How Much Do You Owe? Doonesbury weighs in.

In case you missed it in Sunday’s paper, Garry Trudeau reports on the student loan debt and what colleges may be doing about it, including emergency job fairs offering part-time internships.

See the full strip here.

Regarding that reference to full-freight parents? Reminds me of the mentions of full-freight ability helping students vault off the wait list; this from Buying Your Way into College by Jane Kim, via Smart Money in 2009:

Middlebury College and Wake Forest University began looking at wait-listed students’ financial status as a factor in admissions last year.

Meanwhile, more colleges are officially moving away from need-blind admission policies. This from Need Too Much by Kevin Kiley, writing in Inside Higher Ed about Wesleyan’s recent decision:

Sometimes good intentions can blind one to the realities that something might not be sustainable.

In the face of financial pressures, Wesleyan University is moving away from its blanket need-blind admissions policy. Instead, the college is planning to peg increases in the size of its financial aid budget to the size of its overall budget. As long as that money meets need, it will consider students irrespective of their ability to pay. Once the aid runs out, however, the college will start factoring in family income and ability to pay. This effectively means that, unless the college can raise enough money, the last students admitted to the class each year (possibly 10 percent of the class) will not include those who need aid.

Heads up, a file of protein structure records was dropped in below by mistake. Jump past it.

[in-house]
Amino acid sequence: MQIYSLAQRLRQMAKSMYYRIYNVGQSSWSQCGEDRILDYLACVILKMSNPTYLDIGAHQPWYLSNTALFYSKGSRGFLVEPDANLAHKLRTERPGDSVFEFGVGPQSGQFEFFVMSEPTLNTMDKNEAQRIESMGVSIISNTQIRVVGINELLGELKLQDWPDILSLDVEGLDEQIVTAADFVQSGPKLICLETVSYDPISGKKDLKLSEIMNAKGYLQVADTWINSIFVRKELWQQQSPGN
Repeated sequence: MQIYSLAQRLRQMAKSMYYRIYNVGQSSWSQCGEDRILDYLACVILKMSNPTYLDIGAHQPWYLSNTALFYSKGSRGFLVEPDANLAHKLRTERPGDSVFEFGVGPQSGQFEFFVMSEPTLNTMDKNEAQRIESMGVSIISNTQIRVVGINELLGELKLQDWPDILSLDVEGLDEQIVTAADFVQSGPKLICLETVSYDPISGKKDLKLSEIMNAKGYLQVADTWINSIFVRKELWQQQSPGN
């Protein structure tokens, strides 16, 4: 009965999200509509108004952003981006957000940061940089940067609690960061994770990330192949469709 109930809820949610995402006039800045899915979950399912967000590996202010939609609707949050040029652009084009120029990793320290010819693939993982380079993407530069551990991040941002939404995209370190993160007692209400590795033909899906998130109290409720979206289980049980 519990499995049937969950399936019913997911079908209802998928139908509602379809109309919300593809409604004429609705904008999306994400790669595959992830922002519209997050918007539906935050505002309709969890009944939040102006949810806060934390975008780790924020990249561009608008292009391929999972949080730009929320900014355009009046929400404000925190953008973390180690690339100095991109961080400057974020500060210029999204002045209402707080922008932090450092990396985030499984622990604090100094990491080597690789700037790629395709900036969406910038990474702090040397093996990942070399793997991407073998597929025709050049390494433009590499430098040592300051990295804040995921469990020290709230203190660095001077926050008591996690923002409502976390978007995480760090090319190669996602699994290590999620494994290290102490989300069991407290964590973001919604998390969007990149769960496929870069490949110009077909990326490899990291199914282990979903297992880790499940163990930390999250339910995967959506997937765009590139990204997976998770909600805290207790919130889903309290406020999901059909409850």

More of this to come, I am certain.
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3 Comments

Filed under Paying for College

3 responses to “How Much Do You Owe? Doonesbury weighs in.

  1. Pingback: How long should college take? Doonesbury weighs in. | Dr. StrangeCollege or, How I Learned to Stop Worrying and Love the Journey

  2. Pingback: College: non-profit or for-profit? Doonesbury weighs in. | Dr. StrangeCollege or, How I Learned to Stop Worrying and Love the Journey

  3. Pingback: Who writes the essay? Doonesbury weighs in. | Dr. StrangeCollege or, How I Learned to Stop Worrying and Love the Journey

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